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Our Results

See the results of our testing in our monthly report:

OART test the water quality at 8 locations in the Sussex River Ouse catchment on a monthly basis.

Where we Test

For maps showing where the sample sites are, please use the links below:

Longford Stream

A - South Rd
B - Beresfield Lane
C - A275, Chailey
E - Cockfield Bridge
G - Longford Bridge


Water Quality Monitoring
Waste Water Treatment Works

One of the many Waste Water Treatment Works in the catchment

Why Is It Important To Monitor Water Quality?

  • 38 major sewage treatment works are located on the Sussex Ouse and its tributaries.
  • Risk of pollution not from harmful bacteria or solid waste but dissolved nitrates, phosphates and other harmful chemicals.
  • High levels of these chemicals can lead to the destruction of the rivers rich variety of wildlife.
  • Increasing population in the South East increases the demand to put more treated or partially treated waste into the rivers.
  • Effects exacerbated in summer when there is less water to dilute the waste
  • In times of heavy rain sewage treatment works can’t always cope and raw sewage flows into the rivers.
  • Some farmland along the rivers is ploughed to the banks, allowing fertilisers to easily ‘run-off’ into the water, making the situation worse.

The Story So Far:

OART (formally SOCS) have been taking water samples regularly from the Bevern, Plumpton Mill & Northend Streams since May 2001. Some of the original sites showed no significant failure of water quality and have been substituted for other sites, although the original data has been retained. More recently, further sites on the rivers Ouse & Uck along with many of their tributaries have been included. All these new sites are on the section of the river Ouse which has been designated as a salmonid water under the EU Freshwater Fisheries Directive.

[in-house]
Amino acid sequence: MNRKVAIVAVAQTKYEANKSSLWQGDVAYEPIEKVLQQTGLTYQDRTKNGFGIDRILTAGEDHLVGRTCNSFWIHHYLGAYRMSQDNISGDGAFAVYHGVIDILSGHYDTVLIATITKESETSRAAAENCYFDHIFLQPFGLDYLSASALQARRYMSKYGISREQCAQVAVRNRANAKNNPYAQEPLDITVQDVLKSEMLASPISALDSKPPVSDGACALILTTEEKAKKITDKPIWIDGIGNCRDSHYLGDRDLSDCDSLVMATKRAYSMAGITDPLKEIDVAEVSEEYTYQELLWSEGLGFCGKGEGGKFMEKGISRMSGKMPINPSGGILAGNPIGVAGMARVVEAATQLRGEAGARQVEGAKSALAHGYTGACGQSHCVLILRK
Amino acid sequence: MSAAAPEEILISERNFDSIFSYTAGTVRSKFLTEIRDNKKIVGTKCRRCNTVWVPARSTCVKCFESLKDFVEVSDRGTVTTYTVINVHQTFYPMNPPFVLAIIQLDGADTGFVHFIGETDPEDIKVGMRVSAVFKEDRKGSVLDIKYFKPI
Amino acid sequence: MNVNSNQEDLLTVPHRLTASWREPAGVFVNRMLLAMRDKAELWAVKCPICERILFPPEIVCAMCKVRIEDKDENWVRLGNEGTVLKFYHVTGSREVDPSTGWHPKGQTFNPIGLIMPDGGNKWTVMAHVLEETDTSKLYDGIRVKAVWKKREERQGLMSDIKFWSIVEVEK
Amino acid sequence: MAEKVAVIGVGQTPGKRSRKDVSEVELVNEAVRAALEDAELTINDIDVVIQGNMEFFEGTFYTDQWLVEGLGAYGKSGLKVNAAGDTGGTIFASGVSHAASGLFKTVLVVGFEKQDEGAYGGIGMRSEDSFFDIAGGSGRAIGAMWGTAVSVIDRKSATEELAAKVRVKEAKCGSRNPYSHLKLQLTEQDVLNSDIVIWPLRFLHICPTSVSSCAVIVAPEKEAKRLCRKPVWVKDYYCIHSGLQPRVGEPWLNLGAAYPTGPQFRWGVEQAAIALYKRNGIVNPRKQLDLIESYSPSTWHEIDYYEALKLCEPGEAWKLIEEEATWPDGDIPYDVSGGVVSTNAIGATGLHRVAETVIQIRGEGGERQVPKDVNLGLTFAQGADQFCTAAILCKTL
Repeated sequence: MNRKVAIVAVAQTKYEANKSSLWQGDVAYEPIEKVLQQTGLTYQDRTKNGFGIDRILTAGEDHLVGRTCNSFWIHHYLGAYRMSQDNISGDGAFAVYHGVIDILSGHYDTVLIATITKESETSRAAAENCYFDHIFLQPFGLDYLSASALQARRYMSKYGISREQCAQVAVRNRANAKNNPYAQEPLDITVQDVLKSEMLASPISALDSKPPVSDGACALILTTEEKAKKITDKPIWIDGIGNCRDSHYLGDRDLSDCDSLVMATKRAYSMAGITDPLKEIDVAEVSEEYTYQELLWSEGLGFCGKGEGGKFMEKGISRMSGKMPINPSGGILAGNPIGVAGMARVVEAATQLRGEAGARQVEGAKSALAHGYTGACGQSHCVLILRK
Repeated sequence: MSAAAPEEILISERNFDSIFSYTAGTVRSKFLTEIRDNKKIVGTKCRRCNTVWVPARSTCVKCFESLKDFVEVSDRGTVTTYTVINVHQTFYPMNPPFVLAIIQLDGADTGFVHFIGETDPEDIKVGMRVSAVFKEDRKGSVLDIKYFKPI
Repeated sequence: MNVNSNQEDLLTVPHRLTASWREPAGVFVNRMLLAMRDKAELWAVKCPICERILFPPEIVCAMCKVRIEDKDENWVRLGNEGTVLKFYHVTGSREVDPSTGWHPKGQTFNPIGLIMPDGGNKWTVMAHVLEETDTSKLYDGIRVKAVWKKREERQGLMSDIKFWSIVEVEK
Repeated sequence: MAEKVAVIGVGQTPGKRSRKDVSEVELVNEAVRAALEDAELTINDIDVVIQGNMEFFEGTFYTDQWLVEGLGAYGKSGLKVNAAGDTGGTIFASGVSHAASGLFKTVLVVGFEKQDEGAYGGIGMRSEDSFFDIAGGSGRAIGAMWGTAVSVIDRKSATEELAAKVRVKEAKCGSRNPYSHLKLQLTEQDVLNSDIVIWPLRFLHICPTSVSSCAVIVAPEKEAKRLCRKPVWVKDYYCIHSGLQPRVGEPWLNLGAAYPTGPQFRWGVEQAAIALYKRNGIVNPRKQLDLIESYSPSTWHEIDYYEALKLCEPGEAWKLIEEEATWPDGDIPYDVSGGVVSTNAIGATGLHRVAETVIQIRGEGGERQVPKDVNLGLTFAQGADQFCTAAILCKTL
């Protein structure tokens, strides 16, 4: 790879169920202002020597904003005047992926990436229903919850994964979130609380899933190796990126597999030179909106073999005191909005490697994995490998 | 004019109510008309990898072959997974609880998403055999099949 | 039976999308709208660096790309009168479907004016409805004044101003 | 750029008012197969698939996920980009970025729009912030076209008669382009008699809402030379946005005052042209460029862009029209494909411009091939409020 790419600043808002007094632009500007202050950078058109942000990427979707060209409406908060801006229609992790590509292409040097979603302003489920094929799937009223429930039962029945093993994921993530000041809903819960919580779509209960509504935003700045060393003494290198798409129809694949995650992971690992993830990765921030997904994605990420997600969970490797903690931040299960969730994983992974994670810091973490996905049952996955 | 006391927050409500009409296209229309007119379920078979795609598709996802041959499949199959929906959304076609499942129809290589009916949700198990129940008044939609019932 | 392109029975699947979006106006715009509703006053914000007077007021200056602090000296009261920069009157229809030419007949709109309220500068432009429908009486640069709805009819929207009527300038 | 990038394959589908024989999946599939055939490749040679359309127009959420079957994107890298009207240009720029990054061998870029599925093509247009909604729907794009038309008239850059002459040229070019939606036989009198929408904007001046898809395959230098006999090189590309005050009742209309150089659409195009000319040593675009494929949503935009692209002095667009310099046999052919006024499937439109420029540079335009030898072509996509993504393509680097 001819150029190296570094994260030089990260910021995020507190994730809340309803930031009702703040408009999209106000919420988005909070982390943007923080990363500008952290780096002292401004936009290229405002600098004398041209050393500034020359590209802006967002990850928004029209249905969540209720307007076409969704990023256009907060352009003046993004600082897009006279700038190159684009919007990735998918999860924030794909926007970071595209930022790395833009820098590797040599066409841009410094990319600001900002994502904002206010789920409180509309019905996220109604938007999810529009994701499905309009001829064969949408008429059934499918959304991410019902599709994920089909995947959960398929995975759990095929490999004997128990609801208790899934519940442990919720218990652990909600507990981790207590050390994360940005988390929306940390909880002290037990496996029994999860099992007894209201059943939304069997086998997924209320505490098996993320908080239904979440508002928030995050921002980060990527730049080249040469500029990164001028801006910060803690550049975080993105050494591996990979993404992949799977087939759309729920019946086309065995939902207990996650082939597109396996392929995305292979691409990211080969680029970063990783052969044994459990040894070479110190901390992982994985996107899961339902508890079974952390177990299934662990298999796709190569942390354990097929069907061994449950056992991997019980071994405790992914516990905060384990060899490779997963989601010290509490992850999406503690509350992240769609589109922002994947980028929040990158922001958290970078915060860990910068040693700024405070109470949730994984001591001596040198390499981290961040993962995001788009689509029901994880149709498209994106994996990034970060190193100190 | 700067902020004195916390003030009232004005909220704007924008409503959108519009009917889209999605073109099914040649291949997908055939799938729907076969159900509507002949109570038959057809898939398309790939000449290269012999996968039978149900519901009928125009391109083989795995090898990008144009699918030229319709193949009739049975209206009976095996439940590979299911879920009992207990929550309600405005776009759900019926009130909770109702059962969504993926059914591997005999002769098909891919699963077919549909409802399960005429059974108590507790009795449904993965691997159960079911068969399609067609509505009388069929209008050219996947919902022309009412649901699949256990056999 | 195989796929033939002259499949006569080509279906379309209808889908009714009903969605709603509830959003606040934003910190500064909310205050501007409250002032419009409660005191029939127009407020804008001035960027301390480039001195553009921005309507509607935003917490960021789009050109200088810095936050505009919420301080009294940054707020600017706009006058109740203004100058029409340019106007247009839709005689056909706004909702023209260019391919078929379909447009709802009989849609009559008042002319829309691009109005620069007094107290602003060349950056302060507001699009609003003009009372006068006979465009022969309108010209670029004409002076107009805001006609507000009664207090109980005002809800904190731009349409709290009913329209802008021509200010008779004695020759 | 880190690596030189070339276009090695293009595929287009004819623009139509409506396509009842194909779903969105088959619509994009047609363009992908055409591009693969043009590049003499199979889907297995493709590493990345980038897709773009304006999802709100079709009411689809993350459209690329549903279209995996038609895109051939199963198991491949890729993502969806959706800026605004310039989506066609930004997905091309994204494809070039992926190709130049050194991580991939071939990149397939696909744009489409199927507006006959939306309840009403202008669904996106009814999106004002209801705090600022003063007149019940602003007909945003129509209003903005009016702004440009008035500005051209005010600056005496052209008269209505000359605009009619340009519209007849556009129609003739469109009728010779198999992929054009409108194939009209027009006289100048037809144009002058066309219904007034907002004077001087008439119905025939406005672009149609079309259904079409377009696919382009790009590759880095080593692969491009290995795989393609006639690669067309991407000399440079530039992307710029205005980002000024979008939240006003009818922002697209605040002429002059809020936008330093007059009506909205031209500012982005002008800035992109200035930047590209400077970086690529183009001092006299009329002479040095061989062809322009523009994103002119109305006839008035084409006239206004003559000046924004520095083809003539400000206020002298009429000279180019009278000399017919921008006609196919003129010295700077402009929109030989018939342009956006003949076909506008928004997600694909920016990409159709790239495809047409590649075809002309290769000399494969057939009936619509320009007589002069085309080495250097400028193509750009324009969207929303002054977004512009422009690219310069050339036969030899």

The purpose of this sampling is to:

  • Monitor the chemical content of the water within our rivers
  • Where and when necessary provide evidence of quality falling short of standards laid down by the EC Freshwater Fish Directive, for both salmonid and cyprinid (coarse) fish.
  • Help to identify isolated pollution incidents and all our information is passed to the Environment Agency for investigation.

What We Do:

A minimum of 12 (monthly) water samples are collected in clean glass bottles (to avoid cross contamination) from each site and taken back to our ‘in house’ (literally) laboratory! At least 12 samples are collected in order that a true picture of the quality can be ascertained with information from each site calculated as an average. Where untoward results are obtained, the period of testing is extended to provide further evidence of a problem.